"Skimming" occurs when criminals place a device over the ATM card reader to capture data from the magnetic strip on the back of the cards, the SECU reported Tuesday.
The criminals then place cameras near the number keypad of the ATM to capture the card user's personal identification number, or PIN. Thieves then use the stolen card information to create fraudulent cards that are used to make purchases and withdrawals from the victim's banking accounts.
"We have had members' card information used as far away as West Virginia," Brady said this morning.
Brady said the ATM card bandits typically place the skimming devices on gas pumps where the items are much harder to detect.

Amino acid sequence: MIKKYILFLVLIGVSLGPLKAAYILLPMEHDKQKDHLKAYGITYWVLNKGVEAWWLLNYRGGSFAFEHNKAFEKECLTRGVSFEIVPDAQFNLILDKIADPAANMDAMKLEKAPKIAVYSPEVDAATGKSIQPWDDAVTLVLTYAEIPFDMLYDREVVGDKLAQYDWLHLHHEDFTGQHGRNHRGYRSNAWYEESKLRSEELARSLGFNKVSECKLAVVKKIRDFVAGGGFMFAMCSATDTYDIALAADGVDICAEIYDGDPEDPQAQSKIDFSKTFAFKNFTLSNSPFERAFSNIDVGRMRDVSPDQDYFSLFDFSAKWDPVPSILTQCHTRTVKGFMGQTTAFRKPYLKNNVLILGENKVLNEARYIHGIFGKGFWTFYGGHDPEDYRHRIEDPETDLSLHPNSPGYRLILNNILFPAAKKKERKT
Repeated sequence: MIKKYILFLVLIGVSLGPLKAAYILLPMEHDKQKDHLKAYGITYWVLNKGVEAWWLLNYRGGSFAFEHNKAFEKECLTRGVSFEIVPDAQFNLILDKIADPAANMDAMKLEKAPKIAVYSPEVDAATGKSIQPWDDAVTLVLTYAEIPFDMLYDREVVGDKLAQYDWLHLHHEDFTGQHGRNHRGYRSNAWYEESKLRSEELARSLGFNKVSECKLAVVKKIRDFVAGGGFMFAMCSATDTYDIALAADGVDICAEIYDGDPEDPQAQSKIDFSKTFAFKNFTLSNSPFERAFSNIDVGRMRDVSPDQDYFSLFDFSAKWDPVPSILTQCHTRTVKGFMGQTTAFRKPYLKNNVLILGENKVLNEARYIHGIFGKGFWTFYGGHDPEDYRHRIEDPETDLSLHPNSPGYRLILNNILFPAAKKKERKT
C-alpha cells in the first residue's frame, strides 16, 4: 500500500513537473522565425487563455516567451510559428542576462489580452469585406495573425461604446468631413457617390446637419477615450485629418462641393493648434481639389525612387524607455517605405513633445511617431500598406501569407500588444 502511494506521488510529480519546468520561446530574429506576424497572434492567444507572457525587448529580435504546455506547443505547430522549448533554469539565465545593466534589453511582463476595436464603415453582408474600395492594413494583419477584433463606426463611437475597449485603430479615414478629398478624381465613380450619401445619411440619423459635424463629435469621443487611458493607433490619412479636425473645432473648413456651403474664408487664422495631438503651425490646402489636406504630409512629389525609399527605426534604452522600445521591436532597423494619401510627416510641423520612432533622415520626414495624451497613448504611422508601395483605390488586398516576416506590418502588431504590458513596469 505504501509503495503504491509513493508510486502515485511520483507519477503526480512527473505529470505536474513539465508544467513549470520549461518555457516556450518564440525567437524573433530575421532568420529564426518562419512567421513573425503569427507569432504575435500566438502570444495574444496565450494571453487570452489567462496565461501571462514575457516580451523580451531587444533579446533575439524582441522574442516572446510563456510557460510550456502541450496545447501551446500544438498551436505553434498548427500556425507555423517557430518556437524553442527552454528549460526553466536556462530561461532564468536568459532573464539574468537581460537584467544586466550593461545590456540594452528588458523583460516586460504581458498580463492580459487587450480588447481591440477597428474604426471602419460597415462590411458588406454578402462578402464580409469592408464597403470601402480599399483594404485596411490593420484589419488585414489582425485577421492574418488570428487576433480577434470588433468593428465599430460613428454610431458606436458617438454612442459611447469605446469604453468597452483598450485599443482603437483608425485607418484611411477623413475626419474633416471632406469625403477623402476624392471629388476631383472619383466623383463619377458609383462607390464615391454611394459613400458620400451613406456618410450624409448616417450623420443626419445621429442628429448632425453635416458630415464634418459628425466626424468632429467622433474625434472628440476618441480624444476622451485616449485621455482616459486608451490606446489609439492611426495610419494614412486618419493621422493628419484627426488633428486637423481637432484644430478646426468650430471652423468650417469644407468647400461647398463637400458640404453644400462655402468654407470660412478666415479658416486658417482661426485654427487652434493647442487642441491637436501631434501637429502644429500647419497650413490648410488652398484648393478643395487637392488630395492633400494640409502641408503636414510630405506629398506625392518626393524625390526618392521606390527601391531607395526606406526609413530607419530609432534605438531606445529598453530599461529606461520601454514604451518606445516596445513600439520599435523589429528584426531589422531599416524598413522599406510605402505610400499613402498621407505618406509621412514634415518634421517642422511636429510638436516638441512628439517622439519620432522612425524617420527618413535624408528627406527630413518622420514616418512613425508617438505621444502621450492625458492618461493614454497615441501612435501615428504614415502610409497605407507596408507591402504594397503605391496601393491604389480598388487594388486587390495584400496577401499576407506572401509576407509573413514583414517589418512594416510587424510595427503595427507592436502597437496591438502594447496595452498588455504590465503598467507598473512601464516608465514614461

"It's a lot easier because the devices are not sticking out on a gas pump," Brady said. "On an ATM it's the same color as the machine, but it's sticking out. They place the devices inside the gas pumps so you don't even see them."
Sughrue said the police have not yet determined all of the methods used to steal ATM users' financial information.